Teaching Down South . . . Way Down South . . . In Central America,

Hola from Costa Rica! So far, the morning routine has been the same; hop out of bed, put on a shirt and tie, and take a bus ride that sees a few thousand feet of elevation gain. By mid morning, the clouds have been burned away by a cheerful sun and I can see the fellow mountains that hem in the city of San Jose. What a country! What terrain! What a view!

 

However, I’m standing at the front of the classroom, trying to inspire ten or so students to stare, not out the windows, but at their history lesson. After years of sitting (and sometimes staring out the window), I’m now taking my turn at the overhead projector.

 

My name is Matt Steible and I am an Elon student-teacher in another country. On the outskirts of San Jose there is a small American private school. Hosting grades K-12, the Marian Baker School is a gem upon a hill. There are fewer than 200 hundred students in the whole school. This makes for some very small class rosters, every teacher’s dream, sometimes less than ten students per class. Here is the school’s website for more information.

My cooperating teacher, Ms. Smith, and I are working with six different Social Studies classes that are listed below:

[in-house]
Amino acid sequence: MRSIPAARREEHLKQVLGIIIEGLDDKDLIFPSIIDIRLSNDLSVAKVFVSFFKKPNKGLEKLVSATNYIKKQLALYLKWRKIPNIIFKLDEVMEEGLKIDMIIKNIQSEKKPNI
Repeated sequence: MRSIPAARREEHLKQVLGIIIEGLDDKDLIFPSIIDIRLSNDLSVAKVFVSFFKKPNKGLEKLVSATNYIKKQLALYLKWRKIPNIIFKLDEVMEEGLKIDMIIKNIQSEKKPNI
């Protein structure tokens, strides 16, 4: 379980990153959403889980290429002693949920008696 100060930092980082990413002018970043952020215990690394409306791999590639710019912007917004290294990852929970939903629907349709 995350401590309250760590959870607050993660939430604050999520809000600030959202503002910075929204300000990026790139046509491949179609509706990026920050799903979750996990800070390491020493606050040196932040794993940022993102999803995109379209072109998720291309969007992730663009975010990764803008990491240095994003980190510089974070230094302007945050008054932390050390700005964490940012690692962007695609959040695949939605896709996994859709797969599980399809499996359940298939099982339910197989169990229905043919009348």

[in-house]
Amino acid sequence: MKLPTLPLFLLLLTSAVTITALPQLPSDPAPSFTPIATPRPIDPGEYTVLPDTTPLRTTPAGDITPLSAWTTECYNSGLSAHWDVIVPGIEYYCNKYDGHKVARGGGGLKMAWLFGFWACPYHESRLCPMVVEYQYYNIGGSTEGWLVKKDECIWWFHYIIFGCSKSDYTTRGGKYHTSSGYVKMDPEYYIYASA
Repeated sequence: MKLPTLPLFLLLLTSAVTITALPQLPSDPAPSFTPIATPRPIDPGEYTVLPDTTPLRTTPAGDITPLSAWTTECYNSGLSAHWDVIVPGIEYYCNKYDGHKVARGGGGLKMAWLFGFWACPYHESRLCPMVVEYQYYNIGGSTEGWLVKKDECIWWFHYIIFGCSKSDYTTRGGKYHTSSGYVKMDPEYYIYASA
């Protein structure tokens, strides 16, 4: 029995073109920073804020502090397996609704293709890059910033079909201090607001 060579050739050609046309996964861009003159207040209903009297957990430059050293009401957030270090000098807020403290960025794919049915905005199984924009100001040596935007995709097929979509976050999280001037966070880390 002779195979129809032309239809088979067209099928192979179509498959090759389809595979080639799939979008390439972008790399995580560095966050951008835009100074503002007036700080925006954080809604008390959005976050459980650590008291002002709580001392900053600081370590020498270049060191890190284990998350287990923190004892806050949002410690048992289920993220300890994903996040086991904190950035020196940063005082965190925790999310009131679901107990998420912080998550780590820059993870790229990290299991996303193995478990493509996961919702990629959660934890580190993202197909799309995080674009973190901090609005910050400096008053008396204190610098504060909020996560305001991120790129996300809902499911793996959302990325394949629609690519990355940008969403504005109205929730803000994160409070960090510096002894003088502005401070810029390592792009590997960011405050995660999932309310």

1. 8th Grade US History

2. 9th Grade World Cultures, College Placement

3. 9th Grade World Cultures, Honors

4. 11th Grade US History, College Placement

5. 11th Grade US History, Honors

6. Hacia Democracy (Central American Model UN program hosted by Harvard University)

 

I am excited about each class, we enjoy freedom of curriculum here at Marian Baker. This allows for some very neat possibilities for research projects, focused units, and interdisciplinary coordination with the other secondary teachers. It also allows, as you can imagine, for a lot of paperwork.

 

In almost two weeks, I’ve settled into my new home with my new family, begun to grasp the Costa Rican education system, Marian Baker’s SACC’s accredited system, and visited a volcano, multiple waterfalls, and the Pacific Ocean.

 

When a person comes home to a house in which his native language isn’t spoken nor understood, the Boston Tea Party takes on a whole new measure of familiarity. It’s been a learning process borne out of necessity to rediscover and expand my high school Spanish, a process that I have thoroughly enjoyed and which my host family has also enjoyed through some comical linguistic errors. Every day always features something new, but because I teach Social Studies, each day also features something old. I enjoy what I do here, the thrill of teaching and learning is the same in any country.

 

I’ll end this blog post by wishing the best of luck to all my fellow Elon student teachers. I know I am missing the camaraderie of all the great friends and faculty in the Education department. But, I am right there with you throughout this whole semester, writing lesson plans and grading papers.

 

Just one time zone behind. Long Live Elon.

 

Mr. Steible

 

 

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